I like to use the acronym C.H.O.W. when it comes to food choices. This stands for Clean, Humane, Organic, and Whole. If we aim for these qualities when we shop, we'll be consuming the healthiest and most sustainable versions of our favorite foods. Please note that these are goals: it would be unrealistic to limit yourself to just food that meets all these criteria. Rather than focus on what we (and others) shouldn't be eating, let's all get along and demand clean, humanely raised food that's kind to humans, animals, and the planet. After all, eating and sharing a meal should be a joyful time —not a battleground!
Treat packaged and processed foods with caution! A quick glance at the ingredients will let you know if the product contains artificial additives. Watch out for sweeteners like aspartame, colors with a number (like red 40), or flavor enhancers like monosodium glutamate.
It's a sad fact that the majority of animals on factory farms live in horrendous conditions. However, many labels (meant to reassure us) are quite meaningless: the term "natural" only refers to how a product is processed after slaughter and has nothing to do with how the animal was raised. Thankfully, there are third-party certifications that ensure kinder and more humane practices are followed. If you can find it, Animal Welfare Approved has the highest standard, but enrollment is limited. Certified Humane is more readily available and worth seeking out. And Whole Foods has it's own Global Animal Partnership certification (this is a 5-step program that you can read about at the meat counter). Most animals are fed grass at some point in their lives, so look for 100% grass-fed for the healthiest beef. I found some at Trader Joe's that was very reasonably priced. You can find out where grass-fed meat and dairy products are sold in your state at the Eat Wild and American Grassfed Association websites.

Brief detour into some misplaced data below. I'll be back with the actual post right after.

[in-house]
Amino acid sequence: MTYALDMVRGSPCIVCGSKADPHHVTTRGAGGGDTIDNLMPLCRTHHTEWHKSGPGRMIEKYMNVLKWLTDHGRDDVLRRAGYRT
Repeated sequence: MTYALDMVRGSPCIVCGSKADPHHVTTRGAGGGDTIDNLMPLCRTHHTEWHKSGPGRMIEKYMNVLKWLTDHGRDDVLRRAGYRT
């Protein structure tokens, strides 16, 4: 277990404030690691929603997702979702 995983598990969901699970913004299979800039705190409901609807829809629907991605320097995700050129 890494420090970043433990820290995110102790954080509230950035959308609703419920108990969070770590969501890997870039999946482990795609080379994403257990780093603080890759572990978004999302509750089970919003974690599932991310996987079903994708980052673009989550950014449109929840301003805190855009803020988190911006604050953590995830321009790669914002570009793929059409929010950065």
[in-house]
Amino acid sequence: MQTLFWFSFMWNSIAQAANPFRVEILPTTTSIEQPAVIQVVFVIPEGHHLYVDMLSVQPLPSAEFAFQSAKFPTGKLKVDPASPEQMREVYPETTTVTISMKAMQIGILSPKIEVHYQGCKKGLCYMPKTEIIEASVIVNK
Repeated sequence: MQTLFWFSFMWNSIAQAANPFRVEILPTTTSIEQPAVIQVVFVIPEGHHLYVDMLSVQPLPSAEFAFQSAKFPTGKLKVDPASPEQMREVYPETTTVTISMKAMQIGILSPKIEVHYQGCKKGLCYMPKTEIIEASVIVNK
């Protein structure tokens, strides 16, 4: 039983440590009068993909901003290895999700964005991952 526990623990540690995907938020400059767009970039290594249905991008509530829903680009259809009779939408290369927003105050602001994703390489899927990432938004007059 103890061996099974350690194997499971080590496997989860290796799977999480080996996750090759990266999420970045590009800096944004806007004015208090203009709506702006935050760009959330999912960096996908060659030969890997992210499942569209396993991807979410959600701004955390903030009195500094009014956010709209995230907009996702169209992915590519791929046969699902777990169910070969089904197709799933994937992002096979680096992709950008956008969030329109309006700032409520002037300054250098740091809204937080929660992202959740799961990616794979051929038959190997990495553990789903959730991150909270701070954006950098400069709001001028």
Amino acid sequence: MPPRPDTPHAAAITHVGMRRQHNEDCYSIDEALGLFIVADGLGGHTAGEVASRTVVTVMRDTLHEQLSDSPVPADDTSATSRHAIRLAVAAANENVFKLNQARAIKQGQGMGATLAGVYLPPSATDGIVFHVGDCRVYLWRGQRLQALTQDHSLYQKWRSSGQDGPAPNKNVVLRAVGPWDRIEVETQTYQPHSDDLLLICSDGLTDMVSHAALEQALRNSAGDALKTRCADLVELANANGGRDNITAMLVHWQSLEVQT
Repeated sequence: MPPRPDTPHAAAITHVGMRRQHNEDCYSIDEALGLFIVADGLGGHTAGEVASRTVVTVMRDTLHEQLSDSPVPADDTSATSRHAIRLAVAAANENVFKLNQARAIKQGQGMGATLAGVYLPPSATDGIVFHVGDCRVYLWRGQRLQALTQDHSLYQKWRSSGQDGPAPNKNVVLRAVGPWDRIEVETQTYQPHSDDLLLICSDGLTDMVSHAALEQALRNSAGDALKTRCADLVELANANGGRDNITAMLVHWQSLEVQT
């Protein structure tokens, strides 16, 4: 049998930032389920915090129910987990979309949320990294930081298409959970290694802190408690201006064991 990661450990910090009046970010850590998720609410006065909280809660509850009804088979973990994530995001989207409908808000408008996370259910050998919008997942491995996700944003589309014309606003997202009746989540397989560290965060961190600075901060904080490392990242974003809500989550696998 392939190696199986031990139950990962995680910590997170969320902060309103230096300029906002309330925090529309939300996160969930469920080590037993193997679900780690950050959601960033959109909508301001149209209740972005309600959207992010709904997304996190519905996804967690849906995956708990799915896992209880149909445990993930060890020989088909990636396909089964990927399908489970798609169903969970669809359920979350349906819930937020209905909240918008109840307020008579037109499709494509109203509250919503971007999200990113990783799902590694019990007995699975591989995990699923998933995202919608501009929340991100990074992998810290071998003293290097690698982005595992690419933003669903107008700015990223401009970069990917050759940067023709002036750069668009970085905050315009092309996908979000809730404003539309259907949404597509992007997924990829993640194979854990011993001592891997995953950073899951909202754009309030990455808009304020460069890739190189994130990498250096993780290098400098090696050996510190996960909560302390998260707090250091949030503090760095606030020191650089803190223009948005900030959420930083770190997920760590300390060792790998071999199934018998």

Not everything has to be organic, but it's preferable when it comes to grains, dairy, and certain fruits and vegetables. To find out which produce contains the most pesticides, check out the EWG's (Environmental Working Group) annual Dirty Dozen. And to find out what's okay to buy conventionally grown, see their Clean Fifteen. Don't waste your money on organic fish as there's no certification for this and it isn't regulated. You may have heard that wild salmon is better for you than farmed, and many studies support this. The Oceana Sustainable Seafood Guide is an excellent resource for everything fishy.
This category goes a step further than clean - it's unprocessed food that hasn't had most, or all of its nutritional components stripped away. Bread is the perfect example of this: White bread is mostly starch and is missing the vital fiber and nutrition of 100% whole grain bread. If you include them in your diet, choose whole grains, whole eggs, and yes, whole milk too.
The golden rule is to eat a variety of (nutritious) food in moderation. Too much of a good thing is still too much (as I discovered after eating a ridiculous amount of cherries recently!) It's an unfortunate fact that organic and humanely raised food usually costs more, but when you can find it and afford it, it's an investment you wont regret.
Consuming food in its most natural state is the most straightforward road to better health — and keeping it simple will keep you sane!
Links and References
Animal Welfare Approved
American Grassfed Association
Global Animal Partnership
USDA National Organic Program (NOP)
Eat Wild: Getting Wild Nutrition from Modern Food
Healthline: Best Fish to Eat
Oceana: Sustainable Seafood Guide
Healthy eating is my passion, and I love to share what's worked for me.